The legislation they are trying to ram through makes noises about companies not being permitted to weaken encryption but simultaneously holds them to have capabilities to decrypt them. This is a mathematical impossibility. Not that one cannot choose elliptic curves that generate random numbers in a predictable way to the designers, or that the encryption key cannot be put in some escrow or thata message could not be intercepted at a point where it isn't yet encrypted. That will work but it will significantly increase other security vulnerabilities.
If the government actually spent more than 8 seconds per submission they received in considering the feedback, they might actually learn something. Yes. Literally 8 seconds.
I'll credit the shadow minister with making the right noise about those risks, but she should remember that it was her side's underpants head that first tried to bring in the mandatory metadata retention laws we are now saddled with. Colour me a tad skeptical that they remember their opposition logic when they are surrounded by the groupthink that pervades their advisers in government. I do wish our media would at least try to elicit a commitment from the opposition to reverse these laws if they win the election in a few months.
But you may want to reflect on why you think that calling someone retarded is an insult.
New Zealand border cops warn travelers that without handing over electronic passwords 'You shall not pass!'
Re: Have fun!
> Seriously, I've never seen so much fuss made about a provision that - by current international standards - is still incredibly mild (by which I mean, you're subject to way more intrusive searches if you fly into, say, the USA or Australia, where they will simply seize your device - indefinitely - if you refuse to unlock it on demand). What the hey do some of you people keep on your phones, anyway?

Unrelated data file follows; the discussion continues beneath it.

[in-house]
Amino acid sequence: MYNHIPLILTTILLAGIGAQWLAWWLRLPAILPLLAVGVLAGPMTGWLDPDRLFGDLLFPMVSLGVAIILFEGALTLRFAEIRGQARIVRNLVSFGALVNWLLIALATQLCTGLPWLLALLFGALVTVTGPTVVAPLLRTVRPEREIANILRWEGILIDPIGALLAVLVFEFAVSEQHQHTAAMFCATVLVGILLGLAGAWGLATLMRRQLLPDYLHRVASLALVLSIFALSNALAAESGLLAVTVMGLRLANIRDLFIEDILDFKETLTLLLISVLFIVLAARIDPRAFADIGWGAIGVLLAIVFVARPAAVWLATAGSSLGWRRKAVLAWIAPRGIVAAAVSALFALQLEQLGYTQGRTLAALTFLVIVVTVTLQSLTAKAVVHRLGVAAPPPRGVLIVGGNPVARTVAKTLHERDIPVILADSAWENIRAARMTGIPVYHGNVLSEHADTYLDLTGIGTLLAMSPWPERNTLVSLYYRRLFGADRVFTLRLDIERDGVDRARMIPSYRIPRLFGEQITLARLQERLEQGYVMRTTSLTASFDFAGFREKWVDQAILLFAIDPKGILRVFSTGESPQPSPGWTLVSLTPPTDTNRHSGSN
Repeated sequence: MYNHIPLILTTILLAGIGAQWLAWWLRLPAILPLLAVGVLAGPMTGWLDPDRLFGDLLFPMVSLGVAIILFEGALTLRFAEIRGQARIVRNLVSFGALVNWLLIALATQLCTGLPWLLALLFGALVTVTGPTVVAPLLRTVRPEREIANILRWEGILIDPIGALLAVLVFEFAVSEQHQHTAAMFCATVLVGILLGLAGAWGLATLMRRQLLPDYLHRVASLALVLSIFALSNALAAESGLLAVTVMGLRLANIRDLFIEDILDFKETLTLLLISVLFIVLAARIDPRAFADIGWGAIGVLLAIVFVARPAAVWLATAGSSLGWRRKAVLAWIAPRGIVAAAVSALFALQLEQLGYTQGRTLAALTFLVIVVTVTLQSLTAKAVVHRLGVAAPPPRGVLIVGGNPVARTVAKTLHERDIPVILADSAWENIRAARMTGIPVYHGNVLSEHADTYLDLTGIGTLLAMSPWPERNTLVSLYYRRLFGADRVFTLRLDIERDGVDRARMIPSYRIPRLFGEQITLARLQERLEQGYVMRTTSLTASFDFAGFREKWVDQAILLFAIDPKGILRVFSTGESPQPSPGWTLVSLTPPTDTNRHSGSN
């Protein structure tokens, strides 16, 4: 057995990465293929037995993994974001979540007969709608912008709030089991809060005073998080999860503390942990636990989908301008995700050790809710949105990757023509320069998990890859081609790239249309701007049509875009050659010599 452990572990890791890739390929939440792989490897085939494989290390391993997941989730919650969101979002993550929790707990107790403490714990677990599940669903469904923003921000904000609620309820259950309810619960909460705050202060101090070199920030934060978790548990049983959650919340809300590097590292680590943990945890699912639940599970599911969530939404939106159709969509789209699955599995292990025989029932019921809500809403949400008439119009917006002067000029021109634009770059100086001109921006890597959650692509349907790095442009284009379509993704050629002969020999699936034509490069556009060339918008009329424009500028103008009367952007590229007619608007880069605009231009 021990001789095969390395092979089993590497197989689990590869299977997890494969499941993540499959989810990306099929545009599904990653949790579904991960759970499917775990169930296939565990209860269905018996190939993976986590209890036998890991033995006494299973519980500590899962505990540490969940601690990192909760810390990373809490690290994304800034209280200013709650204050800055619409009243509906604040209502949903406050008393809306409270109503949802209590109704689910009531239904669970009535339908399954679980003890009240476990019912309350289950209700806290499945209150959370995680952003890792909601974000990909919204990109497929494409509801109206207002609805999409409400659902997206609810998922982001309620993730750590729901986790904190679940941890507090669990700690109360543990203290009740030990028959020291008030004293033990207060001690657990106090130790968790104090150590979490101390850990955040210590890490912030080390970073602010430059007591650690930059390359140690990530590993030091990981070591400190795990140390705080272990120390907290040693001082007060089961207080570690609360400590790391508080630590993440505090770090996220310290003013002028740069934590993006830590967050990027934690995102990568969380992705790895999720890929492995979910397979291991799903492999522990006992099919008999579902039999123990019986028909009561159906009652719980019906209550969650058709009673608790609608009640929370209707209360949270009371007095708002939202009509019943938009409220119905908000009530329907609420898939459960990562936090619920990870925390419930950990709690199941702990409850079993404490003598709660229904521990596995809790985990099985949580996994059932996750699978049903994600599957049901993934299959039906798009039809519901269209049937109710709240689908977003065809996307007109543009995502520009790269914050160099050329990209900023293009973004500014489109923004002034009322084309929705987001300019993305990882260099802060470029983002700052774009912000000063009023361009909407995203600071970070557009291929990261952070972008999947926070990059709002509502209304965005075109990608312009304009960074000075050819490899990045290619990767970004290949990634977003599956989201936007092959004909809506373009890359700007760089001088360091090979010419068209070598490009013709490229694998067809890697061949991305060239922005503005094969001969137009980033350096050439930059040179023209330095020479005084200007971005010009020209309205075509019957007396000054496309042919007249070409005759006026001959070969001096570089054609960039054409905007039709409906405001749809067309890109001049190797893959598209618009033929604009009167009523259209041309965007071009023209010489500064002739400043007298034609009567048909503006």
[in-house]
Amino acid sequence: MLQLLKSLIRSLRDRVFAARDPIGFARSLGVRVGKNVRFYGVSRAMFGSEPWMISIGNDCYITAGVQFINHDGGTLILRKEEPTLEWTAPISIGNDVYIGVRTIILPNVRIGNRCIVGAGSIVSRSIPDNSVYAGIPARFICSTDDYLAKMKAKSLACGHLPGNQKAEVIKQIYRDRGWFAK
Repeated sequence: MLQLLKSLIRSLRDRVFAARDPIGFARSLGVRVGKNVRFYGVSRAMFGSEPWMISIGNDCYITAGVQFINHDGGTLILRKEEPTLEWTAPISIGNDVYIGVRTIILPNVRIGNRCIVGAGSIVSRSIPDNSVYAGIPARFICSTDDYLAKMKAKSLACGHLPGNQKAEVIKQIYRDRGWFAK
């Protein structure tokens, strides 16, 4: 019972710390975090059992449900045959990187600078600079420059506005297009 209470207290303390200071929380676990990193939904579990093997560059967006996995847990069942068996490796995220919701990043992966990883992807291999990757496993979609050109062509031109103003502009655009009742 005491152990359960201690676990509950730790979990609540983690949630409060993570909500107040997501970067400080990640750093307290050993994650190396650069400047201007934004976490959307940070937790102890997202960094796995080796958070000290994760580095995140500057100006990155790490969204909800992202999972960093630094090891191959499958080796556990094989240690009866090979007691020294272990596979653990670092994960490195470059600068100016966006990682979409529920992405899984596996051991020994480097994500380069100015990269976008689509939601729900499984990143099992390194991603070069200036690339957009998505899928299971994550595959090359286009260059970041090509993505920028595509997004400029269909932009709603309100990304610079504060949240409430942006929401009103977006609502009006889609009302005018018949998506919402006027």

I guess if you have nothing to say, there is nothing to hide. Listen, if it's not too much trouble, please send us a nightly report of whomever you associated with that day, your exact location by the minute, a copy of any photo you took (remember to tick the box so we get the location with it please).
Re: Unfortunately, there can be some good reasons for this.
Do you honestly believe that nation states are the only ones who MitM? The hardware to MitM an open WiFi access point is in the order of $100-$200, complete with YouTube instructions. Injecting coinhive.js into any HTTP delivered page is beyond simple. Runs on batteries and is small enough to be discretely hidden in your bag, some even in your pocket (depends on the range you want as to how big the antenna is). In terms of complexity, this is "interview question for a junior info sec position" complexity level. As in, not even a theoretical test but rather here is a device, do it,
And coinhive is at the lighter end of a criminal payload.
But even taking your example of browsing some online brochure which you deem to be perfectly adequate over http. When you click the buy it link, I'm sure that you would agree that it should jump to Https. The site may even put the redirect in for you, so that's nice. Unfortunately, as the page was delivered in an insecure fashion, the MitM can intercept that page and replace the form submit target. Awkward.
> It would later surface that Pho had been taking his highly classified work home with him for roughly five years prior to the incident, and had amassed what US prosecutors called "massive troves" of classified information.
But don't worry about those "our spooks need to crack at will but somehow, magically, isn't going to reduce security of encryption laws". There is just no way for those skeleton keys to find their way into an adversary's hands, and even if they did, it's not like they would have them for halfa decade with no-one noticing.